Paramilitary group has controversial history


FLINT CITY, Ala. -- The jungles of Nicaragua and the deserts of Arizona are both a long way from north Alabama, the home of a shadowy paramilitary outfit that operates on a shoestring but flexes its anti-communist muscles in faraway places.

Civilian Materiel Assistance, organized three years ago by Thomas Vincent Posey, a wholesale grocer in Decatur, Ala., has provided military supplies and know-how to anti-communists in Central America, including government forces in El Salvador and Nicaraguan rebels.


CMA even lost two volunteers who were killed in 1984 when their medical evacuation helicopter was shot down near the Nicaraguan border with Honduras.

Their latest exercise came along the U.S.-Mexican border in Arizona, where armed CMA patrols recently hit the headlines when armed volunteers rounded up a group of illegal aliens, turning them over to the immigration service. The CMA, which has no police or governmental authority, also said it was patrolling for drug smugglers.


CMA claims 5,000 members in all 50 states, many of them veterans of Vietnam, and says it collects 'nickel-and-dime' donations to fund its stated mission: to stop communists and other undesirables who assault the political and geographical sanctity of the United States.

'I describe the CMA as American citizens ... stopping communism by the best way they know how and that's getting up and doing something,' Posey said in an interview at his middle-class home in Flint City, a small residential community south of Decatur.

'It's time for Americans to stand up and fight for what they believe in,' said Posey, 40, a balding ex-Marine.

Posey said CMA has many friends among conservatives in the federal government and he portrays its members as straight-arrow adventurers whose only compensation is the opportunity to help fight commulism.

The original name was Civilian Military Assistance but the middle word was recently changed to 'Materiel' to stress the group's donations of cash and supplies -- CMA says it has raised $35,000 cash and another $4 million in supplies -- to anti-communists. The group wanted to avoid any connection to actual combat, said Posey, who does not quite confront accusations that CMA is a platoon of mercenaries.


'A mercenary gets paid,' said Posey. 'Do I look like I get paid?'

However, dark clouds hover over CMA.

The group is trailed by hints of shadowy connections, ranging from the CIA to the Ku Klux Klan, and members have been charged with an assortment of Latin American mischief, including gun running, drug smuggling and assassination plots.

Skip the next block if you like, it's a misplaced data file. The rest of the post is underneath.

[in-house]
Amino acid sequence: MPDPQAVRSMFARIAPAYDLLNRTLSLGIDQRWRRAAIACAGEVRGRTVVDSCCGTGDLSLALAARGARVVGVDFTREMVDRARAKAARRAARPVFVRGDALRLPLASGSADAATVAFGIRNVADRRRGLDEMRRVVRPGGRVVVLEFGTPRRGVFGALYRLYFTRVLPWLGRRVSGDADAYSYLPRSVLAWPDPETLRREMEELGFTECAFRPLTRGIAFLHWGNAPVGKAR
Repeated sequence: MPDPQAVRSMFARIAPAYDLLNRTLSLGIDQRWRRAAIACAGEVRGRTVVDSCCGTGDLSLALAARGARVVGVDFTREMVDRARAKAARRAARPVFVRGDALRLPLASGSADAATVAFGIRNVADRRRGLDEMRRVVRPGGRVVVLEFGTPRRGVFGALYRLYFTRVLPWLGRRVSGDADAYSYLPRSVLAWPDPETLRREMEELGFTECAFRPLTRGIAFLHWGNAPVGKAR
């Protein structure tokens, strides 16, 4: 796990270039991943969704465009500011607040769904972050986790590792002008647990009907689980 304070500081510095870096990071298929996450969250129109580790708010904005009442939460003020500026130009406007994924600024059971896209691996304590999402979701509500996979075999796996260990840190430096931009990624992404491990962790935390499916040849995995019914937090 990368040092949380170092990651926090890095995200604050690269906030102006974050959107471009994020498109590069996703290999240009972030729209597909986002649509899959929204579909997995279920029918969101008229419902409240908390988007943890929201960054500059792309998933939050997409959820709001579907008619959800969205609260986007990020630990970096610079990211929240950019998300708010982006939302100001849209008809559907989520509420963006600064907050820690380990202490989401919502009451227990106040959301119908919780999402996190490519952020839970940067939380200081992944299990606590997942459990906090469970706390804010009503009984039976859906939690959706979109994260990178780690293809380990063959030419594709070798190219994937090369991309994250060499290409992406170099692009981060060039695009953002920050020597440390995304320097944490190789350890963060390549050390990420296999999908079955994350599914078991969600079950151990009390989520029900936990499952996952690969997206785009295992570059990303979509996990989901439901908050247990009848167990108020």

Investigators for Sen. John Kerry, D-Mass., uncovered allegations from former Nicaraguan contras who said Posey helped with an assassination plot in 1985 against Lewis Tambs, who then was U.S. ambassador to Costa Rica and now serves as ambassador to Colombia.

According to Ron Rosenblith, a Kerry aide, Posey allegedly plotted the assassination uith Maj. Gen. John Singlaub, a major Contra fund-raiser, and John Hull, an American who owns a large ranch in Costa Rica that is alleged to be used as a refueling point for drugs and guns smuggled by Contras. Also implicated by the Kerry probe was Adolfo Calero, who heads the U.S-backed Contra group called the FDN (Nicaraguan Democratic Force).

In addition, a $23.8-million lawsuit filed by two journalists and the Christic Institute, a liberal public interest law firm in Washington, names Posey as one of 30 defendants, along with two former CIA officials, Calero and Singlaub.


The suit, filed in May, alleges Posey plotted to kill former Contra leader Eden Pastora in late 1984. The alleged plot to kill Pastora was unsuccessful. A bomb set at a news conference in Nicaragua in 1984 killed eight people, but Pastora escaped unharmed. The suit also alleges Posey participated in a plot to bomb the U.S. embassy in Costa Rica in 1985. This plot, the suit said, never reached fruition.

Also, the FBI revealed in 1984 that CMA was under investigation for violation of the Neutrality Act in connection with arms being furnished to the Contras. However, CMA was never prosecuted.

Posey denies all of the charges. He said the lawsuit 'has the makings of a C-rated movie' and attacked his accusers as 'communists.'

'We don't believe in terrorism in any fashion,' Posey said.

Posey has known Calero since he started CMA.

Posey said he knows Singlaub and Hull only from occasional meetings and works for neither. However, CMA provided the security at the 1985 annual meeting of the World Anti-Communist League, of which Singlaub is chairman, according to The Resource Center in Albuquerque, N.M., a non-profit organization that questions U.S. actions in Central America.

Posey denied any connection with the CIA, but watchdog organizations that have looked into CMA say there are strong indications of a link.


'There is a strong suspicion that some of the money is coming clandestinely from the CIA or the military in this country,' said Beth Sims, of The Resource Center. 'But in terms of concrete evidence, we don't have that.'

Latest Headlines